Parents and teachers don't always agree on their kids' education, but one thing is clear: curiosity is the most valuable trait for kids' success in the science classroom and a hands-on approach is the most valuable trait for science teachers' success. That's the findings of a pulse survey of FMC scientists and students, parents, and teachers in the Philadelphia School District conducted by the FMC Corporation (NYSE: FMC).
According to the survey, the majority of FMC scientists believe that curiosity (59.6 percent) and creativity (50 percent) are the most important traits for success in their field. In a similar vein, the majority of scientists (84.6 percent), teachers (79 percent), and parents (65.5 percent), said that curiosity is the most important trait for a science student.
Students had a different view, and the majority said that being smart (56.1 percent) led to success in the science classroom. About half of students (47.6 percent) also believed that successful scientists need to be smart.
"Isaac Newton discovered gravity after wondering why apples fell from tree branches. Our pulse survey found that we need to encourage students to ask similar questions about the world around them and discover new possibilities," said Barbara Del Duke, FMC's senior public affairs manager.
To engage students in science and help them to understand complex concepts, the majority of parents (74.1 percent), teachers (61.2 percent) and scientists (76.9 percent) agreed on educators using a hands-on approach in the classroom. The majority of students (70.4 percent) also said science lessons should be fun.
"Tightening budgets and dwindling resources have played a part in creating this gap in the public school classroom, and many teachers are forced to pay for microscopes, beakers, and other supplies from their own pockets," said Don McKinney, program coordinator at the Math + Science Coalition.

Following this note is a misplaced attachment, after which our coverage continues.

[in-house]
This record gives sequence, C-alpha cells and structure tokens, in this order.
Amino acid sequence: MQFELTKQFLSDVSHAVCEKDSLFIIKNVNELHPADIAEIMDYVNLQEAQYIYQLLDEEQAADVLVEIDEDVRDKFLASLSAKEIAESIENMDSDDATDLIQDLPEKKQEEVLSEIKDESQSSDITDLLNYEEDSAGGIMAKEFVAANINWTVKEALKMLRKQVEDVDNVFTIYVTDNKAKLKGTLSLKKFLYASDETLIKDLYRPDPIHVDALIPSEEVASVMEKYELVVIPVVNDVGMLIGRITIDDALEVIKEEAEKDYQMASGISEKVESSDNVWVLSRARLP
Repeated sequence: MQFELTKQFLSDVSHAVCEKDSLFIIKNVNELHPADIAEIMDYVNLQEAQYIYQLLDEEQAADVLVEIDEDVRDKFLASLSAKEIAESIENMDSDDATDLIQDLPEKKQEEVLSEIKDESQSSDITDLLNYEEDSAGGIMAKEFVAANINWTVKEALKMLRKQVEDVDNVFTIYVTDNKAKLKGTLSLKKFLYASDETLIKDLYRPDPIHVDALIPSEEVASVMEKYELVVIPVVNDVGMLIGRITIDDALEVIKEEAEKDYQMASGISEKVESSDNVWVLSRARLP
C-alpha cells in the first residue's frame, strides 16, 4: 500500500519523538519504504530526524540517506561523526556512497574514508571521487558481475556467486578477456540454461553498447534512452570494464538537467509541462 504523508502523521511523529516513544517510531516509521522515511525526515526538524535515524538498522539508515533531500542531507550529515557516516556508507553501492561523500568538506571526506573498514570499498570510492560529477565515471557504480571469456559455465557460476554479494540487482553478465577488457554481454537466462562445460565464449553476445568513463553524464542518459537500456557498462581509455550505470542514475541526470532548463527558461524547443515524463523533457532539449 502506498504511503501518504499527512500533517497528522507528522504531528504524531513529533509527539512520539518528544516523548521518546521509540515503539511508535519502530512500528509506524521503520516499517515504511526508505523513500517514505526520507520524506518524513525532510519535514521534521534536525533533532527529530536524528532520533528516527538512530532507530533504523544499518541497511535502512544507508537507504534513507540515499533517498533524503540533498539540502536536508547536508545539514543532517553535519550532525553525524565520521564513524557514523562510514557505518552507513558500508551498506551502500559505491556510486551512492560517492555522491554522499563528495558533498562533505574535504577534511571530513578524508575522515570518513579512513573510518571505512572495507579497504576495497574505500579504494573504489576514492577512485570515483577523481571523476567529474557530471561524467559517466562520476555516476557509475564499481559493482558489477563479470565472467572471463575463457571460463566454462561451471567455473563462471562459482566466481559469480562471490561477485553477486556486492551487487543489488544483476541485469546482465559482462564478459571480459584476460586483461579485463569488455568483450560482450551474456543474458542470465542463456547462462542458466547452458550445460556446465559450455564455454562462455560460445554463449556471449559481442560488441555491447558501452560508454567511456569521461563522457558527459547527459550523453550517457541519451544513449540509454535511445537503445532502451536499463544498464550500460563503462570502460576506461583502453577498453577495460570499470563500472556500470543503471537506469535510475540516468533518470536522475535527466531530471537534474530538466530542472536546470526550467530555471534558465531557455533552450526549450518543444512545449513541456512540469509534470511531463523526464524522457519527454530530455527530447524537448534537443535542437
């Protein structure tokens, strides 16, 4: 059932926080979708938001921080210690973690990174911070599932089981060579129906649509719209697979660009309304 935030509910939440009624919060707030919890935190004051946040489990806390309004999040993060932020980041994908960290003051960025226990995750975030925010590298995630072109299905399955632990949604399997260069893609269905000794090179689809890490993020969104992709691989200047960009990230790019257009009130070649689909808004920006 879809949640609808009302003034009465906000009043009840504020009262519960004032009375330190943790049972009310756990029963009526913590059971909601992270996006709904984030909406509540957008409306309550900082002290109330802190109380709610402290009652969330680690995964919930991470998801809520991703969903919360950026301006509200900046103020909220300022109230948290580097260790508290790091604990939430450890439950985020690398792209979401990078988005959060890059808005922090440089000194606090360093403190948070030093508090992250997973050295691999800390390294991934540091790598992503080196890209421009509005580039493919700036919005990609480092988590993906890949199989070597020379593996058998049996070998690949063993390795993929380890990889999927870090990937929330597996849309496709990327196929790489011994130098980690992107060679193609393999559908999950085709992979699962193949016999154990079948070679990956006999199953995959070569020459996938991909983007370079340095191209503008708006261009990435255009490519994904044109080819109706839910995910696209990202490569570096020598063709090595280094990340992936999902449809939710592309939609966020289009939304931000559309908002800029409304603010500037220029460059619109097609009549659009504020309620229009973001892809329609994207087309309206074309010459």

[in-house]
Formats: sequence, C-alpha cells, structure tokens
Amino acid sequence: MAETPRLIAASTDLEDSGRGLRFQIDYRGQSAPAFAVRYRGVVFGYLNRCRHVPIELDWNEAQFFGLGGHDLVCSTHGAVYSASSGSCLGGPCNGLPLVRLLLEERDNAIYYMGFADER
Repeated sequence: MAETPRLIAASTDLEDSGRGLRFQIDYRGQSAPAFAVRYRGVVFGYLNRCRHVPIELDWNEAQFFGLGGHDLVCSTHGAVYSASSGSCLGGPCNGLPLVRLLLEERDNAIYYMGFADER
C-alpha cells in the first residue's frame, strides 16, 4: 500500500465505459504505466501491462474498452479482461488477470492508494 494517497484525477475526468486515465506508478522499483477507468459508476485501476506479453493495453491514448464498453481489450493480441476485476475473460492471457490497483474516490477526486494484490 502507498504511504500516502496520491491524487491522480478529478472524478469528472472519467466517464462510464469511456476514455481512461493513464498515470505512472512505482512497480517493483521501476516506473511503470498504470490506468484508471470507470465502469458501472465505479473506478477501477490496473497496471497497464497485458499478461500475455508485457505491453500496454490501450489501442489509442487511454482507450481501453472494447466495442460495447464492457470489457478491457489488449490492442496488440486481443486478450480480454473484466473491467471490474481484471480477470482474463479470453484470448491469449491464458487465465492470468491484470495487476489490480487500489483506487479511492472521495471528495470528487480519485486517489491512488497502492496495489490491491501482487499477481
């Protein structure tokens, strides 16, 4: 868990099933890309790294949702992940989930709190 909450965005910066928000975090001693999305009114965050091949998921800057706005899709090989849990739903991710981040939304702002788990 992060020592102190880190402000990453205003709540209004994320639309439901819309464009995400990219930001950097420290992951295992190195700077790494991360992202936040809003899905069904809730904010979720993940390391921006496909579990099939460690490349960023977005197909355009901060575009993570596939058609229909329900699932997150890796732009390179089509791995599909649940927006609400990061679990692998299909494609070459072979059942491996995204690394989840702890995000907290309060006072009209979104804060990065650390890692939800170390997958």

Public school teachers spent an average $485 of their own money on school supplies and classroom materials last year, according to the National School Supply and Equipment Association.
To support teachers in stoking students' curiosity, FMC recently announced an employee collection drive to provide Philadelphia School District teachers with the supplies for hands-on science activities. The collected items will be donated to Philadelphia middle school teachers this fall.
"We are extremely grateful to FMC for their recognition of teachers and commitment to improving science education as evidenced by their new and ongoing initiatives," said Frederic Bertley, senior vice president of The Franklin Institute. "This new project, combined with FMC's existing support of teacher professional development at The Franklin Institute, will indeed help to improve science learning throughout the city."
FMC Corporation is a diversified chemical company serving agricultural, industrial, environmental, and consumer markets globally for more than a century with innovative solutions, applications and quality products. In 2012, FMC had annual sales of approximately $3.7 billion. The company employs approximately 5,700 people throughout the world, and operates its businesses in four segments: FMC Agricultural Solutions, FMC Health and Nutrition, FMC Minerals and FMC Peroxygens. For more information, visit www.FMC.com.